BNP’s Traders Take the Fight to Wall Street

(Bloomberg Opinion) -- For the first time in nearly two years, BNP Paribas SA has posted a quarterly rebound in its trading income. That’s undoubtedly good news for one of the few remaining European banks with ambitions to take on Wall Street in the global markets business.

The lender’s shares bounced in Paris trading after its earnings were published on Thursday, a break with the recent underperformance relative to its European peers. Still, it wasn’t all good news. Behind the unexpected trading gain there were big winners and losers, offering a reminder of why France’s biggest bank is having to fix its investment bank. 

After a torrid end to 2018 across its markets activities, BNP upstaged rivals in the first three months of this year with a surprising 29 percent jump in revenue from dealing in bonds and foreign exchange. Nevertheless, equities revenue fell by 30 percent, which was worse than other European and U.S. banks.

Overall, the corporate and institutional banking division — which includes trading, capital markets and custody — helped drive the group’s revenue growth of 3.2 percent. So did the insurance and consumer finance businesses, part of the unit that’s now the biggest sales contributor. The bread and butter business of deposit-taking and lending to clients across BNP’s main markets of France, Italy and Belgium suffered drops in revenue and profit as record-low interest rates squeezed margins.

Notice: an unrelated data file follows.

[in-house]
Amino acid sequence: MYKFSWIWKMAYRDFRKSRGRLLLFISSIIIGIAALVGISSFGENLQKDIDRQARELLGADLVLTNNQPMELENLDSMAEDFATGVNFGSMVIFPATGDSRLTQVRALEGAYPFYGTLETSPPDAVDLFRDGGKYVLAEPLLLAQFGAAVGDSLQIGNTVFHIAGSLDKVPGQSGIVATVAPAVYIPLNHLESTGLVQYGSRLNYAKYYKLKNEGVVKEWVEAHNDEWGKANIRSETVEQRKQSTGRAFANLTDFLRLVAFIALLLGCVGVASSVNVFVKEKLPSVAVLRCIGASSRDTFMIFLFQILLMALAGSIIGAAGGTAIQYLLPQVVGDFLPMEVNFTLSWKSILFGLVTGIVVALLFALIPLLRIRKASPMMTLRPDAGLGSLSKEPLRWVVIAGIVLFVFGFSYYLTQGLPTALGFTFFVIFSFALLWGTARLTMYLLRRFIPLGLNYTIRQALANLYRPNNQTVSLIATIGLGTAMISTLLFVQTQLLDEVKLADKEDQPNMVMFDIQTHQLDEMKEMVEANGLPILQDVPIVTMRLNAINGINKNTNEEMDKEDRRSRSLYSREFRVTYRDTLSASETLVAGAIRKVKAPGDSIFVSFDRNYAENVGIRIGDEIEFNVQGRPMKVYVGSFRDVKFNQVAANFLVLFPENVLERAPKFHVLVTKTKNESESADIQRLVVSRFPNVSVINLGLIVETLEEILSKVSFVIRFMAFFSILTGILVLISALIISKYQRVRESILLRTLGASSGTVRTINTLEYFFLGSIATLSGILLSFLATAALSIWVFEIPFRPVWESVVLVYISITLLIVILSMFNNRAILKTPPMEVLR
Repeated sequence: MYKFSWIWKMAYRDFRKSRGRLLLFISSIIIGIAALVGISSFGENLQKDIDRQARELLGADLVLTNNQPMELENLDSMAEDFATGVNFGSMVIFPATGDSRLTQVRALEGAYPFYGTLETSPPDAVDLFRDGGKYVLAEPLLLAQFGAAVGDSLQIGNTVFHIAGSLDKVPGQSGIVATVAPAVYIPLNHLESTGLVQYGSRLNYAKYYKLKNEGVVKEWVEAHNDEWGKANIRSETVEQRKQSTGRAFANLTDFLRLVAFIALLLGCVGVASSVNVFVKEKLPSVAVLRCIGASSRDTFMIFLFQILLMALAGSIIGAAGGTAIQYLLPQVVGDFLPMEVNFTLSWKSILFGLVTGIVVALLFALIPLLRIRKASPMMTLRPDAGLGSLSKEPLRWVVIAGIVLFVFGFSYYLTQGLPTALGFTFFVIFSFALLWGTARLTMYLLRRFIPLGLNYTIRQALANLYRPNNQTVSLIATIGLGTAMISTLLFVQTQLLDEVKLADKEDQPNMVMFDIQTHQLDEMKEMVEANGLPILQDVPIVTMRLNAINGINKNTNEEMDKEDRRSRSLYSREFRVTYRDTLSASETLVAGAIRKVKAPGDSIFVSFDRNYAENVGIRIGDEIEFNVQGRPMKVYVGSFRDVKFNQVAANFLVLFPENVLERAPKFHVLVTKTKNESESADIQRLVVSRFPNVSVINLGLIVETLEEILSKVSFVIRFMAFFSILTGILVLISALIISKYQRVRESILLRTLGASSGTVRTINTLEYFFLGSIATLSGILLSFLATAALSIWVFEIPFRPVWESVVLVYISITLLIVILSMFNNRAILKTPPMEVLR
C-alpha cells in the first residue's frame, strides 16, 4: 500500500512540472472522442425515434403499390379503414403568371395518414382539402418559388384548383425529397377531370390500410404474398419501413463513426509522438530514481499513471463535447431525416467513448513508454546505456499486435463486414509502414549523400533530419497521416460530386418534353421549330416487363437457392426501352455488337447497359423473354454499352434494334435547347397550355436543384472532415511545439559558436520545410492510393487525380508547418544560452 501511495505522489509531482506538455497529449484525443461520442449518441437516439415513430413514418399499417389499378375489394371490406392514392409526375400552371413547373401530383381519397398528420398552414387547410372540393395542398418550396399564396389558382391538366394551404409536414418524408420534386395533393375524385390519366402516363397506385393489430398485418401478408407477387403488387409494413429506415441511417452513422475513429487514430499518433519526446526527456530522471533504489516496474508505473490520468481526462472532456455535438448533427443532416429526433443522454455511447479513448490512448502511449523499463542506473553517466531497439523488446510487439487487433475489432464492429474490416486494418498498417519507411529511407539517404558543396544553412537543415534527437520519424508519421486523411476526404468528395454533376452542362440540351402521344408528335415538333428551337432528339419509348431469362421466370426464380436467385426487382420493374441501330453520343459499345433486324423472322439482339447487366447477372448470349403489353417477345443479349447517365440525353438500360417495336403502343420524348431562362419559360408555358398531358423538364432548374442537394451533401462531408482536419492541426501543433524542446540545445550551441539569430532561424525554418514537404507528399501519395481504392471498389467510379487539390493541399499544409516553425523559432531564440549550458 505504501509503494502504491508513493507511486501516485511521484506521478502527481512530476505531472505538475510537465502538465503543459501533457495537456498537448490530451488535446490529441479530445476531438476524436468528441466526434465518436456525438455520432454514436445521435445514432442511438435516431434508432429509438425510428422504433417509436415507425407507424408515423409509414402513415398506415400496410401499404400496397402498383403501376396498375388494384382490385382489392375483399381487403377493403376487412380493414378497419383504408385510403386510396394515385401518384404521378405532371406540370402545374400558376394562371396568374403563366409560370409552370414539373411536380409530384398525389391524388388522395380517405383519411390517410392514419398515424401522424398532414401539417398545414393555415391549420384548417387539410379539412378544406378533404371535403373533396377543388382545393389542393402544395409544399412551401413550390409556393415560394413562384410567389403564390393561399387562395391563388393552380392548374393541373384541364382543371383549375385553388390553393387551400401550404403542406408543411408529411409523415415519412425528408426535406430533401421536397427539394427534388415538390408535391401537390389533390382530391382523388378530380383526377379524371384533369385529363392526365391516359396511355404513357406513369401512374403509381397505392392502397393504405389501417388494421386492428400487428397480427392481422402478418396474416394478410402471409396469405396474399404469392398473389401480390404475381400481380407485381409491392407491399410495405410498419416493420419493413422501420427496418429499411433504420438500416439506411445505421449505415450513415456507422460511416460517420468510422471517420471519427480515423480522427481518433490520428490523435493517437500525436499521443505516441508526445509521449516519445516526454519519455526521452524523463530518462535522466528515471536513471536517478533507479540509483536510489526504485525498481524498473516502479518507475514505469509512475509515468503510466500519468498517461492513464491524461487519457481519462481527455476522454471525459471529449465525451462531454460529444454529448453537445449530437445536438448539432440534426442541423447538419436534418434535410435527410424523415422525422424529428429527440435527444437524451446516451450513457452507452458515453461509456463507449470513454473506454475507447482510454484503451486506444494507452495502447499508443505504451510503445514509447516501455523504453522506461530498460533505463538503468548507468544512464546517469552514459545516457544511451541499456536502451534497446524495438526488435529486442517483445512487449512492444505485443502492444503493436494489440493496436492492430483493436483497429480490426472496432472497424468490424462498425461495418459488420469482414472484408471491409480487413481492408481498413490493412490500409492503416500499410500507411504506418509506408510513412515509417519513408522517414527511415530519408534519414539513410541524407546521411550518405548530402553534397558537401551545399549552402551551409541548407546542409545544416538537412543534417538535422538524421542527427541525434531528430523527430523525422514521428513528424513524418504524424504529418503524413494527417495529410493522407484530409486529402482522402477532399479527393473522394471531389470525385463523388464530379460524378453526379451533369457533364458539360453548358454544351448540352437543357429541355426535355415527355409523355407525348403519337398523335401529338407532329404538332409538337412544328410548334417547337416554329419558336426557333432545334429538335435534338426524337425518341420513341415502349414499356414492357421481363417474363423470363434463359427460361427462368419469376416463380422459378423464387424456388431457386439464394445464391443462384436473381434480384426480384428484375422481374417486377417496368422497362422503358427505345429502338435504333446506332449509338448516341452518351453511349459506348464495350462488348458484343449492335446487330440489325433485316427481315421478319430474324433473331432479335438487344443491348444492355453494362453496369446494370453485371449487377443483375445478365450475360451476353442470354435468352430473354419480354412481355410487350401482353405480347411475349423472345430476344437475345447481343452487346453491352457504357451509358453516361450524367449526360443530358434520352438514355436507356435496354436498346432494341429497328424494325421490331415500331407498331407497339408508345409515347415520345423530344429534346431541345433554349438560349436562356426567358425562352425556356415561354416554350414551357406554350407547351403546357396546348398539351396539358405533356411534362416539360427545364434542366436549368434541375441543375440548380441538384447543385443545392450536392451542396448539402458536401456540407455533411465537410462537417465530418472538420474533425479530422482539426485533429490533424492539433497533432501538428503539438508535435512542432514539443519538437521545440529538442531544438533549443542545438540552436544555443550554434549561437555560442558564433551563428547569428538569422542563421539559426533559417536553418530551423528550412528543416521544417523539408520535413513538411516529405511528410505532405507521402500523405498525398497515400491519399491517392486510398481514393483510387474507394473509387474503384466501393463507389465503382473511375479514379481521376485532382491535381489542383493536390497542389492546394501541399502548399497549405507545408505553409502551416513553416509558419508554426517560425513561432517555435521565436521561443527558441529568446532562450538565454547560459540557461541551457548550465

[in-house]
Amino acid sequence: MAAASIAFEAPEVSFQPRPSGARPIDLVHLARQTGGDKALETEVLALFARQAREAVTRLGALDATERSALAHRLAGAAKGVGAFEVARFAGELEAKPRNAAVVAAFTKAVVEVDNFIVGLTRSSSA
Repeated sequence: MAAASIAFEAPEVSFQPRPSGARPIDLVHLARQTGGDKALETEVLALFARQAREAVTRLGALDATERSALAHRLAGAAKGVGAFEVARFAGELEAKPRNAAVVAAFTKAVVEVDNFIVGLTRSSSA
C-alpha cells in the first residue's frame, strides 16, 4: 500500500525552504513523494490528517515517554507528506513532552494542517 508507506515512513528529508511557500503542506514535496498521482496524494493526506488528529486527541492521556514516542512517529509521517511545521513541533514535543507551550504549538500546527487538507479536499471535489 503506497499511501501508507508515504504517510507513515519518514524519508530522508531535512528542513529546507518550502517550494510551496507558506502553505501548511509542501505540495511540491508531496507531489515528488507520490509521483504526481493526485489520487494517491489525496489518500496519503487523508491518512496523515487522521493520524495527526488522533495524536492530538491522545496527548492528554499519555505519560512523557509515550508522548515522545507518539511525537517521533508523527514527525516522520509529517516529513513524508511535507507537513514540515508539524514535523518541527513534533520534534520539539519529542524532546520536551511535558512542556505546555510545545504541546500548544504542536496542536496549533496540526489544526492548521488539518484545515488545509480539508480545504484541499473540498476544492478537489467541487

That the bank was able to arrest the decline in fixed income is a sign that its reorganization may be bearing fruit. The lender is cutting costs across the investment bank, while trying to improve cross-selling to clients, doing more of its high-volume business electronically and targeting select work with the juiciest margins. It wants to do less of the stuff in the middle, where returns are getting thinner.

There’s still work to do. The company is only two months into a plan to increase cost savings through to 2020 after slashing its outlook for yearly revenue growth to 1.5 percent. BNP now aims to reduce expenses by 3.3 billion euros by the end of next year, and has delivered about 1.3 billion euros of those cuts so far. More than one-third of what’s to come will be at the investment bank.

While the fall in the stock-trading business reflects a strong comparative period last year, the erosion of its equity franchise amid low volatility is still worrying. In the fourth quarter, losses on hedges and lower activity in structured products explained the slump. In the first three months of this year, the bank benefited from improving valuations of the stock it holds on its books, although the pickup in client activity was only gradual.

For now, investors are relieved. Perhaps not all of Europe’s trading hopefuls are doomed to keep losing market share and income to the Americans. But investment banking on the continent remains a work in progress. 

This column does not necessarily reflect the opinion of the editorial board or Bloomberg LP and its owners.

Elisa Martinuzzi is a Bloomberg Opinion columnist covering finance. She is a former managing editor for European finance at Bloomberg News.

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